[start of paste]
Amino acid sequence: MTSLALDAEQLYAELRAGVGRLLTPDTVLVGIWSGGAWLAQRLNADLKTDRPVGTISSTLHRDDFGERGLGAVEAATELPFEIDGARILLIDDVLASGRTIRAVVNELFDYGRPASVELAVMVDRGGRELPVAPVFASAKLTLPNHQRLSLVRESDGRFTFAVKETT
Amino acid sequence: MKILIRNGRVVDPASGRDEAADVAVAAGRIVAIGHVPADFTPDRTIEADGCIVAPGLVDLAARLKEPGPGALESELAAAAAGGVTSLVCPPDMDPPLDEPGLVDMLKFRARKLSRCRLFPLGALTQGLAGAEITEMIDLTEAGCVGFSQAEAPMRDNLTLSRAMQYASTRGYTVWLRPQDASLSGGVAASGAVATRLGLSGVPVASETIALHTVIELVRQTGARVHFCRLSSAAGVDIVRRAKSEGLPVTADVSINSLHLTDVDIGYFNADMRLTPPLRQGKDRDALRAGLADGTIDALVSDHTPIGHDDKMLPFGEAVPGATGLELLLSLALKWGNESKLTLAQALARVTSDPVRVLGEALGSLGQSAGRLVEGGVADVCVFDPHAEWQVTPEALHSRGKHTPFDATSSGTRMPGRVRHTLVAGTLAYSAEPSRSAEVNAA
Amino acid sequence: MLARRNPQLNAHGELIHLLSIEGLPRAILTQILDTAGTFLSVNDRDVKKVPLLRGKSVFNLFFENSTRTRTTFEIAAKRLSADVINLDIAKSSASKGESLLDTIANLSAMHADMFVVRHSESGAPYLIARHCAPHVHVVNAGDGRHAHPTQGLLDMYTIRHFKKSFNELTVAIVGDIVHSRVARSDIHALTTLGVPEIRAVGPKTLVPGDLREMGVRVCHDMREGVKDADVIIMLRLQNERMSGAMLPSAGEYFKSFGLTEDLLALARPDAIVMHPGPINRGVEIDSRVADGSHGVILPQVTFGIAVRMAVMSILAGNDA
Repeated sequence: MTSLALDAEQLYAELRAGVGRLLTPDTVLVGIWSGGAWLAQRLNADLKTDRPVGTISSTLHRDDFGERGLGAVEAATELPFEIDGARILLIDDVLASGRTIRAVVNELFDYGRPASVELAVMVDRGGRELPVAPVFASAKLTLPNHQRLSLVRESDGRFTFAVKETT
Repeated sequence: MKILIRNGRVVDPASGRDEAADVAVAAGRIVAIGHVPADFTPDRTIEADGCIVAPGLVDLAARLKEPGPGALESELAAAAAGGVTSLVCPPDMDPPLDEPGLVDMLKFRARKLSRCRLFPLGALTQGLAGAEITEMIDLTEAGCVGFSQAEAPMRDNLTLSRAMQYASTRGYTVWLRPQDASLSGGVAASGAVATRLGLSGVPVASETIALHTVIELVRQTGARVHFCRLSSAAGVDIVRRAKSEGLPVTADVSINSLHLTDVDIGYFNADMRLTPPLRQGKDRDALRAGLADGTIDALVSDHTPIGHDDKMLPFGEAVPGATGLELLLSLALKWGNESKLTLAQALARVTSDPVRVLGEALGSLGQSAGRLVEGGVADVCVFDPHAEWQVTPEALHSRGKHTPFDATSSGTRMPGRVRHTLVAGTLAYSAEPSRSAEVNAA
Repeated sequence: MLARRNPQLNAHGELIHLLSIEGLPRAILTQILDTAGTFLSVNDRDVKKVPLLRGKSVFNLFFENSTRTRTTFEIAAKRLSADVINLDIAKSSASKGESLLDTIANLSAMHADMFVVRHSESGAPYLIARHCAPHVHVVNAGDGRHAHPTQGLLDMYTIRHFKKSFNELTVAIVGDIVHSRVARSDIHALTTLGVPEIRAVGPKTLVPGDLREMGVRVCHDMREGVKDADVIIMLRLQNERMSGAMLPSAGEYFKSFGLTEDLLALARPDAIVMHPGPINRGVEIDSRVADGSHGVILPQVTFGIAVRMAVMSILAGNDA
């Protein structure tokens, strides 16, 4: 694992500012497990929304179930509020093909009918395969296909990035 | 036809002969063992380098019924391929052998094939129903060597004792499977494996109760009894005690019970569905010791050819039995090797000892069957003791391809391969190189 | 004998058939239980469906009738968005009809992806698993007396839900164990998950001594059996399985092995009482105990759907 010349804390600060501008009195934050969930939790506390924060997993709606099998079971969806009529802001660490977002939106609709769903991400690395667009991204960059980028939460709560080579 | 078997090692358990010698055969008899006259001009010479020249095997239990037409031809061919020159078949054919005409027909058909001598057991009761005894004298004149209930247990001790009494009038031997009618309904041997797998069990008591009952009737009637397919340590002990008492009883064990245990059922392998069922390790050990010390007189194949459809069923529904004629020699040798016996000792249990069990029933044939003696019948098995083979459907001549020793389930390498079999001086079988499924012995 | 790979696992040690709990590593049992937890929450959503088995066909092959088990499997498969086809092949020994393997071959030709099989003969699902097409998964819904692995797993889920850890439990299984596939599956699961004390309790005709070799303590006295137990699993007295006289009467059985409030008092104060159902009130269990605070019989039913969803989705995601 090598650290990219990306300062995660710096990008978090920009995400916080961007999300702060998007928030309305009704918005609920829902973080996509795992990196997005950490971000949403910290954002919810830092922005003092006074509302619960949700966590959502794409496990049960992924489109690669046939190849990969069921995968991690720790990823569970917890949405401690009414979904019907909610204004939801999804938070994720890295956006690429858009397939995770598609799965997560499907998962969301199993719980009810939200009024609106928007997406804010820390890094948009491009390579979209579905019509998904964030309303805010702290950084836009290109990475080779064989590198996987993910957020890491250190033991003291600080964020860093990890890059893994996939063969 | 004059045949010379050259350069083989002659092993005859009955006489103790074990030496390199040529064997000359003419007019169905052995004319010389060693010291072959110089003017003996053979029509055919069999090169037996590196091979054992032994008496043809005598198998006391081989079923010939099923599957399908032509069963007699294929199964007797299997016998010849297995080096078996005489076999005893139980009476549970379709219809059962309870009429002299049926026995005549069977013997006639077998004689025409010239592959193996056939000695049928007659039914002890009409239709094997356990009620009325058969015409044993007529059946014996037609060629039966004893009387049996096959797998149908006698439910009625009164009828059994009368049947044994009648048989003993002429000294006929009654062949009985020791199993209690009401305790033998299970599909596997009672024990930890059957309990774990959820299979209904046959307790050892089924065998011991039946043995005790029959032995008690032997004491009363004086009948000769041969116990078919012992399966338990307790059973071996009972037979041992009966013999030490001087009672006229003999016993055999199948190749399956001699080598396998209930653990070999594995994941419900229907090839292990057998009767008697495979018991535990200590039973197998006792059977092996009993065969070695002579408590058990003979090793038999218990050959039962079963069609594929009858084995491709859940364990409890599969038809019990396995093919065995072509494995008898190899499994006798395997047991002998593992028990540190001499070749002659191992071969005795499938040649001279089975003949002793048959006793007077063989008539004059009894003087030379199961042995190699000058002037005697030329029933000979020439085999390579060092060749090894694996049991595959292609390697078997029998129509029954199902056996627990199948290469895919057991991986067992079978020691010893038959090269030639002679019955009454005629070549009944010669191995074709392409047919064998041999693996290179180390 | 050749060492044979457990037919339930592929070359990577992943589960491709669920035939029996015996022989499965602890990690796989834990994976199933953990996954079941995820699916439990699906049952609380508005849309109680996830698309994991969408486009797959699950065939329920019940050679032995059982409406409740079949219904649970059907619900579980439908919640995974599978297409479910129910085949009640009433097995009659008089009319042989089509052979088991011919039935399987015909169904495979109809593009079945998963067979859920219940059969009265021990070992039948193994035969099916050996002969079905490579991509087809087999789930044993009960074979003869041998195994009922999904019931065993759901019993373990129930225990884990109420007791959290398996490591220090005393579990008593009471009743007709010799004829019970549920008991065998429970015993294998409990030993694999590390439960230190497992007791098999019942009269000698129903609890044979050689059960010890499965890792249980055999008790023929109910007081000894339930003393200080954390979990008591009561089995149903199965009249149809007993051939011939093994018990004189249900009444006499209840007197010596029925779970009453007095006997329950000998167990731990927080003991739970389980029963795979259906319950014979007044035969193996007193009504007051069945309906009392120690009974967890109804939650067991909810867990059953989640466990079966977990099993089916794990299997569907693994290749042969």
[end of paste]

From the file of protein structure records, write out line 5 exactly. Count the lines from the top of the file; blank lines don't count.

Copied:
Repeated sequence: MKILIRNGRVVDPASGRDEAADVAVAAGRIVAIGHVPADFTPDRTIEADGCIVAPGLVDLAARLKEPGPGALESELAAAAAGGVTSLVCPPDMDPPLDEPGLVDMLKFRARKLSRCRLFPLGALTQGLAGAEITEMIDLTEAGCVGFSQAEAPMRDNLTLSRAMQYASTRGYTVWLRPQDASLSGGVAASGAVATRLGLSGVPVASETIALHTVIELVRQTGARVHFCRLSSAAGVDIVRRAKSEGLPVTADVSINSLHLTDVDIGYFNADMRLTPPLRQGKDRDALRAGLADGTIDALVSDHTPIGHDDKMLPFGEAVPGATGLELLLSLALKWGNESKLTLAQALARVTSDPVRVLGEALGSLGQSAGRLVEGGVADVCVFDPHAEWQVTPEALHSRGKHTPFDATSSGTRMPGRVRHTLVAGTLAYSAEPSRSAEVNAA